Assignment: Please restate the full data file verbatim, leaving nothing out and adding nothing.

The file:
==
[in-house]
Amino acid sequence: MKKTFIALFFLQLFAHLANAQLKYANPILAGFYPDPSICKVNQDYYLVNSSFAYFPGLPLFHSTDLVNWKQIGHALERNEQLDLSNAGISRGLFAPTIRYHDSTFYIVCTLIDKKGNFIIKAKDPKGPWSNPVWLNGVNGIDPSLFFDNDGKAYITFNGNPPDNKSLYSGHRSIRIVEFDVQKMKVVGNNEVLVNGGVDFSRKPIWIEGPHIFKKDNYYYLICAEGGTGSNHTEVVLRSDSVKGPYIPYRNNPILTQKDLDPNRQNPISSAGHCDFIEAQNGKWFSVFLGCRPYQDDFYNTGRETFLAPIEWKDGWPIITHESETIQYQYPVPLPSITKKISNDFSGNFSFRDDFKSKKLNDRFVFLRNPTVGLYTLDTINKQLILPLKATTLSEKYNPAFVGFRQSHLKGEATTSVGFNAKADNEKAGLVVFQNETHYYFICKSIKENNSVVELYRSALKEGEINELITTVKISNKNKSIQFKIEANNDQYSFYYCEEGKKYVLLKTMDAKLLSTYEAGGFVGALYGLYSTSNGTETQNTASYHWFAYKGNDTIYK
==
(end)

[in-house]
Amino acid sequence: MKKTFIALFFLQLFAHLANAQLKYANPILAGFYPDPSICKVNQDYYLVNSSFAYFPGLPLFHSTDLVNWKQIGHALERNEQLDLSNAGISRGLFAPTIRYHDSTFYIVCTLIDKKGNFIIKAKDPKGPWSNPVWLNGVNGIDPSLFFDNDGKAYITFNGNPPDNKSLYSGHRSIRIVEFDVQKMKVVGNNEVLVNGGVDFSRKPIWIEGPHIFKKDNYYYLICAEGGTGSNHTEVVLRSDSVKGPYIPYRNNPILTQKDLDPNRQNPISSAGHCDFIEAQNGKWFSVFLGCRPYQDDFYNTGRETFLAPIEWKDGWPIITHESETIQYQYPVPLPSITKKISNDFSGNFSFRDDFKSKKLNDRFVFLRNPTVGLYTLDTINKQLILPLKATTLSEKYNPAFVGFRQSHLKGEATTSVGFNAKADNEKAGLVVFQNETHYYFICKSIKENNSVVELYRSALKEGEINELITTVKISNKNKSIQFKIEANNDQYSFYYCEEGKKYVLLKTMDAKLLSTYEAGGFVGALYGLYSTSNGTETQNTASYHWFAYKGNDTIYK